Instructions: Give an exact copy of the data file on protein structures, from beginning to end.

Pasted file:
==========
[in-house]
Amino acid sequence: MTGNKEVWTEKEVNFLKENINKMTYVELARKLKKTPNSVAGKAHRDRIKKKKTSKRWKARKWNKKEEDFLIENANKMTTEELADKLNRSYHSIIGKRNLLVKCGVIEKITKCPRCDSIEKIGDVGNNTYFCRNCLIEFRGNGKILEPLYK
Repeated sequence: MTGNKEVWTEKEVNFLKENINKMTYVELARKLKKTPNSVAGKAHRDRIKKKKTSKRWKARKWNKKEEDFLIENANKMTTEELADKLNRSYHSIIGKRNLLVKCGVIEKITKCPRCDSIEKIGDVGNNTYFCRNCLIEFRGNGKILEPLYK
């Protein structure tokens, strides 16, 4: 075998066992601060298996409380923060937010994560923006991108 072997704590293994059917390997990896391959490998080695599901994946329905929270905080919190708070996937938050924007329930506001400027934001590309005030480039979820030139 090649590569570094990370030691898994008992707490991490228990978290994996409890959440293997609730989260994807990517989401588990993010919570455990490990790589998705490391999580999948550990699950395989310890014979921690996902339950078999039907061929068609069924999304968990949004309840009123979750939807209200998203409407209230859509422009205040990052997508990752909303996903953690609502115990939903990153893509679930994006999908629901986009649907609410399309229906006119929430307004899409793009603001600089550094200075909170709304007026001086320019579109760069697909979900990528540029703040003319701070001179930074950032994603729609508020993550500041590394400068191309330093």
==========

[in-house]
Amino acid sequence: MTGNKEVWTEKEVNFLKENINKMTYVELARKLKKTPNSVAGKAHRDRIKKKKTSKRWKARKWNKKEEDFLIENANKMTTEELADKLNRSYHSIIGKRNLLVKCGVIEKITKCPRCDSIEKIGDVGNNTYFCRNCLIEFRGNGKILEPLYK
Repeated sequence: MTGNKEVWTEKEVNFLKENINKMTYVELARKLKKTPNSVAGKAHRDRIKKKKTSKRWKARKWNKKEEDFLIENANKMTTEELADKLNRSYHSIIGKRNLLVKCGVIEKITKCPRCDSIEKIGDVGNNTYFCRNCLIEFRGNGKILEPLYK
């Protein structure tokens, strides 16, 4: 075998066992601060298996409380923060937010994560923006991108 072997704590293994059917390997990896391959490998080695599901994946329905929270905080919190708070996937938050924007329930506001400027934001590309005030480039979820030139 090649590569570094990370030691898994008992707490991490228990978290994996409890959440293997609730989260994807990517989401588990993010919570455990490990790589998705490391999580999948550990699950395989310890014979921690996902339950078999039907061929068609069924999304968990949004309840009123979750939807209200998203409407209230859509422009205040990052997508990752909303996903953690609502115990939903990153893509679930994006999908629901986009649907609410399309229906006119929430307004899409793009603001600089550094200075909170709304007026001086320019579109760069697909979900990528540029703040003319701070001179930074950032994603729609508020993550500041590394400068191309330093």